Therefore, one of the best choices you can make to travel more environmentally friendly is to take a train or bus instead of flying. Although it takes longer, a train journey also means that you can experience so much on the road. 

If you have already decided on a long itinerary, then you can get rid of some fly ash by planting a tree or paying for carbon quotas with Carbonfund. As Norway has such high private carbon emissions per person, any choice to avoid flights or pay carbon quotas can make a difference. 

Buy and eat short-distance food while traveling

Regardless of whether you are in a big city or a small village - always try to buy short-distance food. This is how you support the local population at the same time as it is much more sustainable than choosing something that is imported from afar. When you first visit a new place, it is always exciting to try out the local cuisine with seasonal ingredients. 

This also applies to souvenirs. Make sure the rug, painting or jewelry is actually local products produced by local artists. In this way, you contribute to the economy where you are, instead of giving your money to companies that may be exploiting the culture and tradition of others.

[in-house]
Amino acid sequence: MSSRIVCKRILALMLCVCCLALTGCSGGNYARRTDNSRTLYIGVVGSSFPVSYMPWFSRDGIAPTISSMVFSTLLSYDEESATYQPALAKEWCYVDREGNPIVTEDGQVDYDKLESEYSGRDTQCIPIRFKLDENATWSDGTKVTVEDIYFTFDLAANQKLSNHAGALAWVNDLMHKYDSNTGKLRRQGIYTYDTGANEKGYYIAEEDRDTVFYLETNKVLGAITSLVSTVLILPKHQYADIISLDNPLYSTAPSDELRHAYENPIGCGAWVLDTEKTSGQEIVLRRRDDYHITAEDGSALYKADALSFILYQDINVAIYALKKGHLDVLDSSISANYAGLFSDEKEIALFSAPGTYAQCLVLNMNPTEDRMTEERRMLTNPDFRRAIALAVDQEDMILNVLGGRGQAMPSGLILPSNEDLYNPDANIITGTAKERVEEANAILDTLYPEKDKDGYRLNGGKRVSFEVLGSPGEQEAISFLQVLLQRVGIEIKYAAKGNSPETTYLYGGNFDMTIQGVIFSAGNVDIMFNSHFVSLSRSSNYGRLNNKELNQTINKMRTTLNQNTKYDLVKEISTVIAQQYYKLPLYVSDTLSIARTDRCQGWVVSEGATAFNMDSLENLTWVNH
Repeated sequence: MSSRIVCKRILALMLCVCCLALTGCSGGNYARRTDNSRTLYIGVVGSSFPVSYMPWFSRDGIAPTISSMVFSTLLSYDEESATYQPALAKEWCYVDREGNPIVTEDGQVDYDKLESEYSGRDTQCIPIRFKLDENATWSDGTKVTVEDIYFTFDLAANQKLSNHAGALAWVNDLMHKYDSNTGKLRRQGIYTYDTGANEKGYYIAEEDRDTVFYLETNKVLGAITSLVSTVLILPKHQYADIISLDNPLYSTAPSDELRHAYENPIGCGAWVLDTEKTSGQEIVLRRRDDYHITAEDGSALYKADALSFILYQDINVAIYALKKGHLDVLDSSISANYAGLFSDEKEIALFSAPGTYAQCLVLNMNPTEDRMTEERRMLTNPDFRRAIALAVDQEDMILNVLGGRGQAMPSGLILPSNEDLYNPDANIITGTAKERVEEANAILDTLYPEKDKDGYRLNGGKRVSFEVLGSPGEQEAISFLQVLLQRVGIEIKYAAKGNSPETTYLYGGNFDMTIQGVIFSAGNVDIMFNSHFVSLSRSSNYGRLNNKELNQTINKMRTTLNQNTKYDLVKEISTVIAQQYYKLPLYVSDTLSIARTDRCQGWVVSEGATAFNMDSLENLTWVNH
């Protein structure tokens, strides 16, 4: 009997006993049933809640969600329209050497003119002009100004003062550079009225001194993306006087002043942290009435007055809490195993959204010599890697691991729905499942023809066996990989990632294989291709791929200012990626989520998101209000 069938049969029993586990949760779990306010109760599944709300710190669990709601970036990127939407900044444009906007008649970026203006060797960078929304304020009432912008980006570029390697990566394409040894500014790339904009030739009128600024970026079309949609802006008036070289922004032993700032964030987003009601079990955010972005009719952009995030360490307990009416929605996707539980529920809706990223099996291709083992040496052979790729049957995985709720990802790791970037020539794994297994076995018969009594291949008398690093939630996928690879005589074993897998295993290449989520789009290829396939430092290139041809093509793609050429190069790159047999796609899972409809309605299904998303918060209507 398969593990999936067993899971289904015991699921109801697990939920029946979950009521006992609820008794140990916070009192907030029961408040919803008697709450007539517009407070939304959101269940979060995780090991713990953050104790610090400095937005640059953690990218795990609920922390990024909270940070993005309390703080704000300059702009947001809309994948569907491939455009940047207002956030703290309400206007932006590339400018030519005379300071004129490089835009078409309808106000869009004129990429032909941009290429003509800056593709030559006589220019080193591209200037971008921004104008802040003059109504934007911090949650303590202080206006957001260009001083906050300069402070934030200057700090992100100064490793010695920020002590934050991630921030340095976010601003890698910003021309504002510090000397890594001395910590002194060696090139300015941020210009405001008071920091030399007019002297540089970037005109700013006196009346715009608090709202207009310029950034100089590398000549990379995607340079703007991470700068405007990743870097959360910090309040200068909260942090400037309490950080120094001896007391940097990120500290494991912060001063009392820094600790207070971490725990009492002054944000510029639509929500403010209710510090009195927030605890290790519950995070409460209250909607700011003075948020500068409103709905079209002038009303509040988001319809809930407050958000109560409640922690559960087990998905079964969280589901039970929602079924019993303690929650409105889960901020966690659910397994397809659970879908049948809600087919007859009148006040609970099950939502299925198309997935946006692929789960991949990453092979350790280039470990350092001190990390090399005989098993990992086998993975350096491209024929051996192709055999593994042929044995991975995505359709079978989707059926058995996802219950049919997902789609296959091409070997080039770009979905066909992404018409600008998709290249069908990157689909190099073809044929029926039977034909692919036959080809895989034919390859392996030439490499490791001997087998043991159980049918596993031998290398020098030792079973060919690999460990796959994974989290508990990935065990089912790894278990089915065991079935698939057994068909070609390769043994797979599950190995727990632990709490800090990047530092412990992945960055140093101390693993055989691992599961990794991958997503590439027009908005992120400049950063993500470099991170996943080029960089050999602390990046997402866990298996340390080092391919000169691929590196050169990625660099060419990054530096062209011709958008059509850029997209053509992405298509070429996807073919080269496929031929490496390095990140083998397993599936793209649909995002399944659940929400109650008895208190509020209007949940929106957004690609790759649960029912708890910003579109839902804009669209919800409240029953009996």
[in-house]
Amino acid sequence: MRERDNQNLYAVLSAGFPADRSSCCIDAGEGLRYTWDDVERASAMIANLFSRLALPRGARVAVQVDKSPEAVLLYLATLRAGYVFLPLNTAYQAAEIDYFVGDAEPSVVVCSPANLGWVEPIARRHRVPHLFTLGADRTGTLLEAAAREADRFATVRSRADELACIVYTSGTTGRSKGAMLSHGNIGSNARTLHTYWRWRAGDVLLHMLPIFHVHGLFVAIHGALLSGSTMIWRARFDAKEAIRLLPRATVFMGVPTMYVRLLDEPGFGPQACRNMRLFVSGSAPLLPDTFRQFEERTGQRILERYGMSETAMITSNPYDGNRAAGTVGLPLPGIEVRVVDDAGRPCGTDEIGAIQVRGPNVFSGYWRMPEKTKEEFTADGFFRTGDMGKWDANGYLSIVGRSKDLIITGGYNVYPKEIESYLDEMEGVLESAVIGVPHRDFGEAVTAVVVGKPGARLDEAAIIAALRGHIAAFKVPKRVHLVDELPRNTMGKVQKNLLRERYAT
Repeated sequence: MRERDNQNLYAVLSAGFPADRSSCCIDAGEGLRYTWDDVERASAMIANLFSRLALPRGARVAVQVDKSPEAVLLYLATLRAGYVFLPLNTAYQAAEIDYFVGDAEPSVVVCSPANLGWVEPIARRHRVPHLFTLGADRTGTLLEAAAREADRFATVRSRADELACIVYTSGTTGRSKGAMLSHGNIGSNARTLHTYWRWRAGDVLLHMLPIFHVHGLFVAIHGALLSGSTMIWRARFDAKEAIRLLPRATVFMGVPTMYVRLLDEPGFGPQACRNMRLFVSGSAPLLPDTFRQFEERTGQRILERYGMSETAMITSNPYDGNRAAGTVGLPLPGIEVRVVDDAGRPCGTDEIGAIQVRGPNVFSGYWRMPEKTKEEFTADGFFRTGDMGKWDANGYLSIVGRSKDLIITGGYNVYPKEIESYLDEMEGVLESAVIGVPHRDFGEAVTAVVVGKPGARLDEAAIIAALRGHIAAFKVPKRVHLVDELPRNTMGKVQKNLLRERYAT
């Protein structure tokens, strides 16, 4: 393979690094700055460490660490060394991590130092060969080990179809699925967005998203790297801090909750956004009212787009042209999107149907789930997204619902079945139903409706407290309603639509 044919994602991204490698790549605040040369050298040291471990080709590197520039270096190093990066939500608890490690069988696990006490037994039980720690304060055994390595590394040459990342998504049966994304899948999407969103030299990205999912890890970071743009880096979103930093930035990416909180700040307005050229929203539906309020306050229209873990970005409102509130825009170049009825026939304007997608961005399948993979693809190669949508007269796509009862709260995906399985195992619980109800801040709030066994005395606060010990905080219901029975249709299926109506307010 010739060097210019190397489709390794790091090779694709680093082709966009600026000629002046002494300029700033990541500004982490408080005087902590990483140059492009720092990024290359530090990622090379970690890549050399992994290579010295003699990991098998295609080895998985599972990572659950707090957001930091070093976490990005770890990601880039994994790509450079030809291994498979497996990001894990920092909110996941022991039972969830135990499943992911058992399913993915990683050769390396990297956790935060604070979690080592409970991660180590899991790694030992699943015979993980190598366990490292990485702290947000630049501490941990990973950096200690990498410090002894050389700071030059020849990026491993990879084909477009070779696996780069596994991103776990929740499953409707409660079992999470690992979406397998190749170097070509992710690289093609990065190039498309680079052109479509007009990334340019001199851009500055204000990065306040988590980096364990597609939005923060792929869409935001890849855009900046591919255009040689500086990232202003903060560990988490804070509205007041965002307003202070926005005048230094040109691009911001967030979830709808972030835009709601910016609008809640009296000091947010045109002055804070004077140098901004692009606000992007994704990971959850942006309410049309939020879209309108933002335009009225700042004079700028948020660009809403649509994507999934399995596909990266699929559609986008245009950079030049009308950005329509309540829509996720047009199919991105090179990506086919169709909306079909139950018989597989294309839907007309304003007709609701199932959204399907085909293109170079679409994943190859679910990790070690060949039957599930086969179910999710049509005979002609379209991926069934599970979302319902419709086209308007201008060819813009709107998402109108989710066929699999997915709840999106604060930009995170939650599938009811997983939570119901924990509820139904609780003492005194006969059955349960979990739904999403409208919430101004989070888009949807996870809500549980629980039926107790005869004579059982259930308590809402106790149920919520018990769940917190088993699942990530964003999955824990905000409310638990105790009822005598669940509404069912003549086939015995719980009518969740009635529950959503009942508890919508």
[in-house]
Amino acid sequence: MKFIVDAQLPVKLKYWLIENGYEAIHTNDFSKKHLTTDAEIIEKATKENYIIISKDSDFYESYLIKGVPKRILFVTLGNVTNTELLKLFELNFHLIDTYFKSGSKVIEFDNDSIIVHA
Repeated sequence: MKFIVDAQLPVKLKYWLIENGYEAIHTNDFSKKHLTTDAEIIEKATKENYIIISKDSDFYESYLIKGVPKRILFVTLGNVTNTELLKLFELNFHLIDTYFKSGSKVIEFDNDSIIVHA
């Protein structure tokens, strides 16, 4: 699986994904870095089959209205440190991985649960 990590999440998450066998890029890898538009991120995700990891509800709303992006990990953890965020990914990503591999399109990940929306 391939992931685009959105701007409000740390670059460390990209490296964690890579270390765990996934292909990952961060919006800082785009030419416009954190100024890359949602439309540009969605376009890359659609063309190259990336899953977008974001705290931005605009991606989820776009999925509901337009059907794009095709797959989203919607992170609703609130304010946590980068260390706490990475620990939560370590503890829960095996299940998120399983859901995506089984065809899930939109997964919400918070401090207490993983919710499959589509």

4. Reduce littering with recycled equipment

Bring a coffee cup, straw and water bottles that can be washed and used up again. This is how you reduce your own littering and avoid excessive use of cardboard and plastic. Another tip is to bring your own travel towel, which dries quickly and takes up little space in the backpack. 

When you are going to pack and notice that there is something you are missing, you can always ask friends or family if they can lend something instead of buying a new one. If they have their things in a warehouse at Flexistore, they can easily share the digital key via email or phone. 

5. Limit the use of electricity and water

Always familiarize yourself with local consumption habits when traveling to a new place, and find out how you can minimize the use of electricity and water. Some places may have water restrictions, and then it is important to stay within these limits.  

Several cities and countries with drought challenges see that tourism often becomes a problem because the state can not have a full overview of their consumption. So make sure you read up on Ministry of Foreign Affairs' travel advice before boarding the train or plane. 

6. Learn from those you meet - and take that lesson home

Norway is one of the largest consumer countries in the world, and this is especially because we can afford it. Not all countries are as rich or privileged as Norway, and we can therefore learn a lot from other people who live in countries with reduced access to water, electricity, travel and other benefits.

One of the most valuable things we take home after a trip is the conversations and experiences we have had from meeting new people. This lesson we learn from others we can take home and share with our neighbor, colleague or friend who may not travel as often. 

It is important to remember that we all make a difference when it comes to climate change and carbon emissions, and a lot can be saved when it comes to travel habits. Make 2020 the year you travel more sustainably.